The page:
As your skills in this ex­er­cise im­prove, you can be­gin to de­velop more col­lec­tion. Think of this as short­en­ing your horse’s steps and out­line with­out sac­ri­fic­ing the en­ergy, ac­tiv­ity or im­pul­sion. When you shorten the reins to the length of neck and frame you want him to adopt, ride him for­ward into them, en­cour­ag­ing an ac­tive hind leg and a reach­ing neck and topline.

Over time, his col­lected trot will be­come more en­er­getic with for­ward pur­pose and a rounder, more up­hill bal­ance. His with­ers will be­gin to rise and the mus­cles along his back, shoul­ders and hindquar­ters will strengthen. His self-car­ry­ing abil­ity will also im­prove as he be­comes more ath­letic and bal­anced. You can then ask that he carry more weight in his hind legs, an im­por­tant qual­ity of cor­rect col­lec­tion. Think of these ex­er­cises as pro­gres­sive and gym­nas­tic in na­ture, de­vel­op­ing his en­tire body, in­stead of what we hu­mans tend to do, which is focus on and pull back on the parts we can see from his back: his head and neck.

Be­fore at­tempt­ing more col­lected steps in this ex­er­cise—or in any other move­ment—re­view the warm-up goals I de­scribed ear­lier. With­out be­ing able to tick off these boxes, I would not ask for col­lected steps.

Also try the stretchy cir­cle at the can­ter, bring­ing your horse from long and low to a rounder, more col­lected can­ter and then back down again. To take this ex­er­cise to the next level, ride be­tween length­ened or medium trot and a more col­lected trot—or be­tween length­ened or medium can­ter and a more col­lected can­ter—again rid­ing the op­po­sites back and forth to de­velop the

qual­ity of both the longer steps and the shorter steps. (For more de­tail on this ex­er­cise, read Laura Graves’ ar­ti­cle, “Tuned In: SelfGo­ing Horse,” on www.Prac­ti­calHorse­manMag.com).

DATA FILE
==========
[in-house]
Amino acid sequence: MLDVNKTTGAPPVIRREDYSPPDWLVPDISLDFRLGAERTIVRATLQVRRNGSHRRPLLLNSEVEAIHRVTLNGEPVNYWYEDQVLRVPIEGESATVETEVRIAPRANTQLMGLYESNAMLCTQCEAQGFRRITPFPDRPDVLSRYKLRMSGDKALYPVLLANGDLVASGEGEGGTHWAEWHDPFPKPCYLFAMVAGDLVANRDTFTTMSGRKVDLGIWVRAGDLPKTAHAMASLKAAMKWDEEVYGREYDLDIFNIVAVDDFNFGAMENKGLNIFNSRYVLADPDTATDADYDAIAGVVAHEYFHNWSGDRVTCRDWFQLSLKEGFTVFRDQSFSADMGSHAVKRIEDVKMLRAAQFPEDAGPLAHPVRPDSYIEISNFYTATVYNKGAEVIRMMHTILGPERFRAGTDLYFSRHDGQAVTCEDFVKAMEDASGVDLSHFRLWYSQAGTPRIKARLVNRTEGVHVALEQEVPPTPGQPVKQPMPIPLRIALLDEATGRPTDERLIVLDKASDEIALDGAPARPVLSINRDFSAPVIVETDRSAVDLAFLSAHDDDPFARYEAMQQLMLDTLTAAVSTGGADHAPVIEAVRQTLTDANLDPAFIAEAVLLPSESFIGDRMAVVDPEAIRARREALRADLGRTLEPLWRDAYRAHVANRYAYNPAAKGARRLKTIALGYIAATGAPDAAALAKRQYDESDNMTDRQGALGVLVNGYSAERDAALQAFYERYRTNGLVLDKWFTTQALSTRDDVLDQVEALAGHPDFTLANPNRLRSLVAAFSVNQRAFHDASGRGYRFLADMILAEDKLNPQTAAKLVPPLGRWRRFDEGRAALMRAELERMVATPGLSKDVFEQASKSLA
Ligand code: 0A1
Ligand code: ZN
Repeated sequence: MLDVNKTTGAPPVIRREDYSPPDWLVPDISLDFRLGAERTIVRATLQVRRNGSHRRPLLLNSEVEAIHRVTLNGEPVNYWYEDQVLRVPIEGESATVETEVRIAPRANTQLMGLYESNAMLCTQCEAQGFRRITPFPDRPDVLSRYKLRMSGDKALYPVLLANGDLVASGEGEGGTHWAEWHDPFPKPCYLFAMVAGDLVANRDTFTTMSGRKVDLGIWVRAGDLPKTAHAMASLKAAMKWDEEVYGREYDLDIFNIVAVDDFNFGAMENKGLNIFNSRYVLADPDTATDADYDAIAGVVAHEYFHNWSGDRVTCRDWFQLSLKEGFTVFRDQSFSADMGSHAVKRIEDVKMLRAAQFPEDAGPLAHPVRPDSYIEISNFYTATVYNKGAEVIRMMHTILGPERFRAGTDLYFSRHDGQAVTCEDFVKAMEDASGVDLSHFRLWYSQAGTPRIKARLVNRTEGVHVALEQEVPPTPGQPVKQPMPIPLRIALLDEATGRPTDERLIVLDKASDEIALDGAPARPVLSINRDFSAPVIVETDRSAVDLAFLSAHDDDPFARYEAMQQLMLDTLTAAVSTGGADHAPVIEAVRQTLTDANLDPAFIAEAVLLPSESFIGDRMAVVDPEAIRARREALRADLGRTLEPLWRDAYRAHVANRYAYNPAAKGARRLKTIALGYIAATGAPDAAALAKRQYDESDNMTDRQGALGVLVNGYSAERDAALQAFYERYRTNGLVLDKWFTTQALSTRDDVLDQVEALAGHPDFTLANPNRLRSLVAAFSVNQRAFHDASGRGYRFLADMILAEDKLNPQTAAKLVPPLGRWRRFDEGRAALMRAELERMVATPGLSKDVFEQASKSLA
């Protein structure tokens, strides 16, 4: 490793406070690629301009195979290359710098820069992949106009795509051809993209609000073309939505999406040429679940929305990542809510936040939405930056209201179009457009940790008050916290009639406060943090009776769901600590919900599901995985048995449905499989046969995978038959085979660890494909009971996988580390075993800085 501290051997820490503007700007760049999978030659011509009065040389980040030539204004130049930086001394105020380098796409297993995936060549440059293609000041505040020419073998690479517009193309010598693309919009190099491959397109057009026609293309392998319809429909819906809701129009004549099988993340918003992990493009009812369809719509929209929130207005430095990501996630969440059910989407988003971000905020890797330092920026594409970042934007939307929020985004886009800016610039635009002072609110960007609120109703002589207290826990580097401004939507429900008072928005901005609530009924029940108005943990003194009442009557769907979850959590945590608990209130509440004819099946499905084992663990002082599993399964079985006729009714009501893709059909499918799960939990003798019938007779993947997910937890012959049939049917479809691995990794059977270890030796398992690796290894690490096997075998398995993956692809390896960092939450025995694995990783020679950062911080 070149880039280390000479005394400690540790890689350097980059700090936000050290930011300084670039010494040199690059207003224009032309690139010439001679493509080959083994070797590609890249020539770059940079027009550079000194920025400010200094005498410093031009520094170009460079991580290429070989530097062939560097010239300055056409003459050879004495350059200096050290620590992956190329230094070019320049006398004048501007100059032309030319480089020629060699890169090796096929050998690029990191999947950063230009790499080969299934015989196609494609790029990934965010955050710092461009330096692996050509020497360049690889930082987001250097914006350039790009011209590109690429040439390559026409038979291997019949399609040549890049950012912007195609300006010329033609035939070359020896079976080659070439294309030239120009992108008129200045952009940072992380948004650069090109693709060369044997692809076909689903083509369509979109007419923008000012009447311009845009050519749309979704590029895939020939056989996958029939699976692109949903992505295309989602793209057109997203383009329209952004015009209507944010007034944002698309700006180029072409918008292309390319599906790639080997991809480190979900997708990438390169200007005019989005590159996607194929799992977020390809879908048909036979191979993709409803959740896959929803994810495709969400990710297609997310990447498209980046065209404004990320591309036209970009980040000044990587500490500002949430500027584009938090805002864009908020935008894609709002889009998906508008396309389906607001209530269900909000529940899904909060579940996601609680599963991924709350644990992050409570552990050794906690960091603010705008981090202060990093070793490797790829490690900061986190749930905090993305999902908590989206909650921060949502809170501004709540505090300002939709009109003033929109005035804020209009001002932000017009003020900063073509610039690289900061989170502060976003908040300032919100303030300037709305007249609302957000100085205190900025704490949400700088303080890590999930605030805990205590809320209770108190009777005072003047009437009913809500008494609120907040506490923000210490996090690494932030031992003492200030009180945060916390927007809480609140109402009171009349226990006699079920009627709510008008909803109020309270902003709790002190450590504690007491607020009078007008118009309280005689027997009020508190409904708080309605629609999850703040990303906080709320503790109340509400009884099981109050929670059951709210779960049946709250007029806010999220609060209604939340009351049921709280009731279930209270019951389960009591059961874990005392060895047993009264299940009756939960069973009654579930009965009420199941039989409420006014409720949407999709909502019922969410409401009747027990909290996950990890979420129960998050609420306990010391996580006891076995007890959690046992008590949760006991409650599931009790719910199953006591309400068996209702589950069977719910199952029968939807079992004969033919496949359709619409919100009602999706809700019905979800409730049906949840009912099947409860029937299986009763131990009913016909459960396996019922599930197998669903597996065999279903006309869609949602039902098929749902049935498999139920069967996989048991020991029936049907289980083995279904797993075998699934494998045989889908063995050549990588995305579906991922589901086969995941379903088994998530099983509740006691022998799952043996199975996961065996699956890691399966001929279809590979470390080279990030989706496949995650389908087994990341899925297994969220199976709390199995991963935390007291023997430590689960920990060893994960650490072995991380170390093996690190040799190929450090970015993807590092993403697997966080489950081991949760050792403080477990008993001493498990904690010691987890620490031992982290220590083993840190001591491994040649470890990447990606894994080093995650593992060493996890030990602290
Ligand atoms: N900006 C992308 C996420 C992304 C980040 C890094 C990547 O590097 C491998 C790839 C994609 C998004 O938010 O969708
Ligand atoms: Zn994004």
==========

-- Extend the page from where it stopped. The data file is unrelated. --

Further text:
Keep the work lively and vary your train­ing pro­gram so you don’t get too rou­tine-ori­ented. Be sure to work your horse in both directions regularly to de­velop his bal­ance and mus­cu­la­ture in a pur­pose­ful and op­ti­mal way. Re­mem­ber, this train­ing is pro- gres­sive and you are build­ing an at­ti­tude and trust in your horse that the con­tact and con­nec­tion are where he finds com­fort. By keep­ing this broader per­spec­tive in mind and in­cor­po­rat­ing these ex­er­cises into your pro­gram in a play­ful way, you can make col­lected work fun for your horse. In turn, he’ll re­ward you with a bet­ter at­ti­tude and a will­ing­ness to tackle new stages of his train­ing with en­thu­si­asm.

FAC­ING PAGE: In this lovely har­mo­nious col­lected can­ter, Jar­a­lyn Gib­son Finn, owner of Fi­nesse Dres­sage LLC, chan­nels her 12-year-old Hanove­rian geld­ing San­ford’s en­ergy be­tween her lower legs, seat bones and hands. His in­side hind leg is step­ping well un­der­neath his cen­ter of grav­ity, el­e­vat­ing his front end and pro­duc­ing a nicely ca­denced sus­pen­sion. Her cen­tered po­si­tion and erect up­per body sup­port his up­right bal­ance, while the soft, but well-bent an­gle in her el­bows cre­ates her hands’ for­ward “at­ti­tude,” which, in turn, re­sults in his quiet mouth and peace­ful fa­cial ex­pres­sion.

Newspapers in English

Newspapers from USA

© PressReader. All rights reserved.